Originally Posted by demeter888
...Interpeting facial expressions is the particular thing I tend to not be very good at/aware of no matter how hard I try...
My twin sons are on the Autism spectrum. Specifically, they have NVLD (non-verbal learning disabilities). They also have poor vision, which certainly doesn't help in interpreting facial expressions or body language. Unlike some Autistic kids, they have always been pretty sociable and eager to interact with and please people; the problem being their sometimes-skewed assessments of what interaction others want and/or the appropriate response.
Their verbal skills are strong, so my instinct has always been to over-verbalize with them, translating common meanings behind the way people move their mouths, eyes, hands, shoulders; that people who yawn when they shouldn't be tired or who maintain a lot of eye contact at first, then start to look away a lot are probably bored and ready to move on to a new topic (no matter how endlessly fascinating it may seem to my son); how to tell if a person genuinely enjoys playful teasing, or whether it hurts their feelings; clues that someone is laughing at them (so they should stop giving a mean person fodder to make fun of them), vs. laughing with them (so continuing the behavior continues the fun), etc. It takes repetition, but they have made progress.
If you find yourself able to reason through others' emotional needs, based on circumstantial or other clues (ex., deducing that a toddler who screams about being put in the bath may be upset about the abrupt termination of her play), then I'd expect you're also capable of learning many nuances of facial expression, if you approach it like a study and don't get hung up on the idea that others learn it more instinctively. You mention "trying hard", but if you expect to self-teach something you know is a deficit for you, then you've set a harsh and unfair goal for yourself. I am deeply disappointed that I can't play the piano by ear, like some of my friends; but, with work, I can learn to play songs from sheet music. I can't will myself to play by ear, no matter how hard I try. That's just not how my brain was wired.
When I (and probably you) were kids, no one was identified with things like "trouble interpreting facial expressions", or "low emotional intelligence" - much less were there any early interventions. Those were just personality quirks and you lived with them. But in the last couple decades, there's been an explosion of research, theories and therapies for a whole spectrum of special needs, including Asperger's, NVLD and other Autism-related disorders that can affect emotional intelligence and/or interpretation of non-verbal cues. I'm not diagnosing you with Autism; but people who work with the Autistic should be able to help you find a therapist or even a computer/online program for facial expression coaching. I'd be absolutely amazed if such a thing does not exist.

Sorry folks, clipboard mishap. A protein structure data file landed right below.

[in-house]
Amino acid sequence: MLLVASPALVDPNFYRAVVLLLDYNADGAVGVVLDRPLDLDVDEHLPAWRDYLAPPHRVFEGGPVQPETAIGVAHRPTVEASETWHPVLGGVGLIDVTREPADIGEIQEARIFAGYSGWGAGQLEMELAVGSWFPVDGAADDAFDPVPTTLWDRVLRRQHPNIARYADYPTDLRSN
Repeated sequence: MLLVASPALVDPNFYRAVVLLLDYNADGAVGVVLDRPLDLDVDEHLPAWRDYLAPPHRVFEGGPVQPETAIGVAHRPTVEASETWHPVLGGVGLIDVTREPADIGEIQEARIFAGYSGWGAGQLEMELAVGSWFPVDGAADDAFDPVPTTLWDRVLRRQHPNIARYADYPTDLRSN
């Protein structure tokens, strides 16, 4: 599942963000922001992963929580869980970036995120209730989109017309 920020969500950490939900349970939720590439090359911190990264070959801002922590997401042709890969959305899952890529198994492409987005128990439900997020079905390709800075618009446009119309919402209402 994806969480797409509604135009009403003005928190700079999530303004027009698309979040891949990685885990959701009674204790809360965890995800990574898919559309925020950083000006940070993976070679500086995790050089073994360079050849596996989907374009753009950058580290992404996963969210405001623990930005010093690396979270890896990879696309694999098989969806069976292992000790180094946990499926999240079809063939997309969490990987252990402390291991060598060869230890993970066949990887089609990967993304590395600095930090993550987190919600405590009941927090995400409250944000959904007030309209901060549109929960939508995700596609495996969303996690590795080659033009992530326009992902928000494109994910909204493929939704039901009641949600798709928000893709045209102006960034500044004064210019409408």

In my experience, it can be difficult to figure out where to seek help for such things. For example, where I live the biggest provider of "First Steps" services for special-needs preschoolers is a "Rehabilitation Center" that also provides a wide range of adult developmental services. But if I were an adult looking for facial expression coaching, I'd never think to call a "Rehab Center" because it makes me think of recovery from addictions, strokes or car accidents. The psychology, special education or even neurology dept at the nearest university - or even the special ed dept at your local public school - may be a good place to start. They will know which local organizations likely offer therapy related to non-verbal cues and facial expressions; and will likely know which of those organizations serve adults (not just children) and which are more pricey or more affordable. A university may also have a faculty member or grad student whose research includes interpreting non-verbal cues. Possibly, you could get free help/coaching from someone well-versed in the latest research and theories. When they were younger, my sons had quite a bit of treatment through our local university that would have cost thousands from a private provider. Instead, they were actually paid a small fee for participating.
It is wise and clearly intelligent of you, to be exploring this while your child is still small. As previous posters have said, his/her needs now are relatively simple and the frustrations of raising a toddler are fairly universal, regardless of a parent's emotional intelligence. You'll want to be prepared for the teen years! Despite being pretty emotionally intelligent, I often find raising my neurotypical step-son (who is 13 and has recently begun puberty) bewildering. He often does not say what he's thinking/feeling; one must deduce it from seemingly random and inconsistent behavioral cues. Or he may say he has thoughts or feelings that it later turns out he really doesn't have. He may have thought he should think/feel as he claimed; or he may have been testing my husband's and my reaction; or trying to push our buttons. Between watching him and trying to remember my own early teens, I've concluded puberty is like a much more complicated toddlerhood. The kid has sometimes-intense feelings; doesn't always know, himself, what's behind them; and also struggles with questioning the validity of his own feelings/instincts, as he compares them to what he believes his friends think and feel.
Edited by VocalMinority - 2/2/13 at 4:36am